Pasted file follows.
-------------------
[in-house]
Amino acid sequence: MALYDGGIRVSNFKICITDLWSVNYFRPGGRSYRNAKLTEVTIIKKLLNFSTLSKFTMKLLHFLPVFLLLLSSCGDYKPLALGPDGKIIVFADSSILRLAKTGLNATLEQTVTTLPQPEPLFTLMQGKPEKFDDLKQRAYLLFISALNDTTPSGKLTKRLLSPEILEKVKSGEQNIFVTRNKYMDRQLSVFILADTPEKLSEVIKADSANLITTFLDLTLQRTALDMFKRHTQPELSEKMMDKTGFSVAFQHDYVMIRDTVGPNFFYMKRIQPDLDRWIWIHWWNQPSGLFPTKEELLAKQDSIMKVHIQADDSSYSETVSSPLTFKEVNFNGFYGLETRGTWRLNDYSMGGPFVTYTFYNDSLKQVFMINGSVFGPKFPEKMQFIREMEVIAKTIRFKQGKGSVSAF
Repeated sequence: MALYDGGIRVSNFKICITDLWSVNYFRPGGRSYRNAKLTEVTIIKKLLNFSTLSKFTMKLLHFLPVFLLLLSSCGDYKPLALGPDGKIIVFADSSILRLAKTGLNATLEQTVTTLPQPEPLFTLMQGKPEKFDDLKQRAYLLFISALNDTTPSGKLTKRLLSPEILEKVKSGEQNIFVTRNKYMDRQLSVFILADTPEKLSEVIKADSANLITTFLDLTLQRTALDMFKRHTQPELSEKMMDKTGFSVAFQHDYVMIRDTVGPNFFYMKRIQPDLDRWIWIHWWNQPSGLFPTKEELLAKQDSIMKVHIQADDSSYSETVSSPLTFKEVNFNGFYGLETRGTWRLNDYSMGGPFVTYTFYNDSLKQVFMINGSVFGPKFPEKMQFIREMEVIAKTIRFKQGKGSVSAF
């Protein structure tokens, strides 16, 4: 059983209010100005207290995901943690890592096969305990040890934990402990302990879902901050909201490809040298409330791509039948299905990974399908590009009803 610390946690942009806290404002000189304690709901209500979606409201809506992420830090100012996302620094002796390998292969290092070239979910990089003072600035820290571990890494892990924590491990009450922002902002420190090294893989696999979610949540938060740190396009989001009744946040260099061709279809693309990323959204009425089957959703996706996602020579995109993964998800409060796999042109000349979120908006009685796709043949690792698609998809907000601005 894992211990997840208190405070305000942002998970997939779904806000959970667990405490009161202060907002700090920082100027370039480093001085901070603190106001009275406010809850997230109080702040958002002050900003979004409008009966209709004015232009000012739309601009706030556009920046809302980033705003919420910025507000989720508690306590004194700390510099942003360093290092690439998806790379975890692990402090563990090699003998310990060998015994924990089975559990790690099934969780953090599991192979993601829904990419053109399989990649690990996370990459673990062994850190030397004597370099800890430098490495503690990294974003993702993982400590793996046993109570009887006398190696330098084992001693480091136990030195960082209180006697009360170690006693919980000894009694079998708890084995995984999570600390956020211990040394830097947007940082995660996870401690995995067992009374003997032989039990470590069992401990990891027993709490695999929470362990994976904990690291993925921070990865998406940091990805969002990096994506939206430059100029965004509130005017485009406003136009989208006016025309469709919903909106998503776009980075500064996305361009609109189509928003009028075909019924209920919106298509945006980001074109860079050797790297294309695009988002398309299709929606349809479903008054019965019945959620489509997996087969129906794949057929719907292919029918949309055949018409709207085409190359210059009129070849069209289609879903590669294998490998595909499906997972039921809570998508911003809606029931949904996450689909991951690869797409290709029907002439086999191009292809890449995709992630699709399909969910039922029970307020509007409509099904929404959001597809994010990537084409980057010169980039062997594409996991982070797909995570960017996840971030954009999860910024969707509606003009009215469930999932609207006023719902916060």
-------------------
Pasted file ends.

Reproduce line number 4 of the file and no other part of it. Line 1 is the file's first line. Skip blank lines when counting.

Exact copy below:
């Protein structure tokens, strides 16, 4: 059983209010100005207290995901943690890592096969305990040890934990402990302990879902901050909201490809040298409330791509039948299905990974399908590009009803 610390946690942009806290404002000189304690709901209500979606409201809506992420830090100012996302620094002796390998292969290092070239979910990089003072600035820290571990890494892990924590491990009450922002902002420190090294893989696999979610949540938060740190396009989001009744946040260099061709279809693309990323959204009425089957959703996706996602020579995109993964998800409060796999042109000349979120908006009685796709043949690792698609998809907000601005 894992211990997840208190405070305000942002998970997939779904806000959970667990405490009161202060907002700090920082100027370039480093001085901070603190106001009275406010809850997230109080702040958002002050900003979004409008009966209709004015232009000012739309601009706030556009920046809302980033705003919420910025507000989720508690306590004194700390510099942003360093290092690439998806790379975890692990402090563990090699003998310990060998015994924990089975559990790690099934969780953090599991192979993601829904990419053109399989990649690990996370990459673990062994850190030397004597370099800890430098490495503690990294974003993702993982400590793996046993109570009887006398190696330098084992001693480091136990030195960082209180006697009360170690006693919980000894009694079998708890084995995984999570600390956020211990040394830097947007940082995660996870401690995995067992009374003997032989039990470590069992401990990891027993709490695999929470362990994976904990690291993925921070990865998406940091990805969002990096994506939206430059100029965004509130005017485009406003136009989208006016025309469709919903909106998503776009980075500064996305361009609109189509928003009028075909019924209920919106298509945006980001074109860079050797790297294309695009988002398309299709929606349809479903008054019965019945959620489509997996087969129906794949057929719907292919029918949309055949018409709207085409190359210059009129070849069209289609879903590669294998490998595909499906997972039921809570998508911003809606029931949904996450689909991951690869797409290709029907002439086999191009292809890449995709992630699709399909969910039922029970307020509007409509099904929404959001597809994010990537084409980057010169980039062997594409996991982070797909995570960017996840971030954009999860910024969707509606003009009215469930999932609207006023719902916060």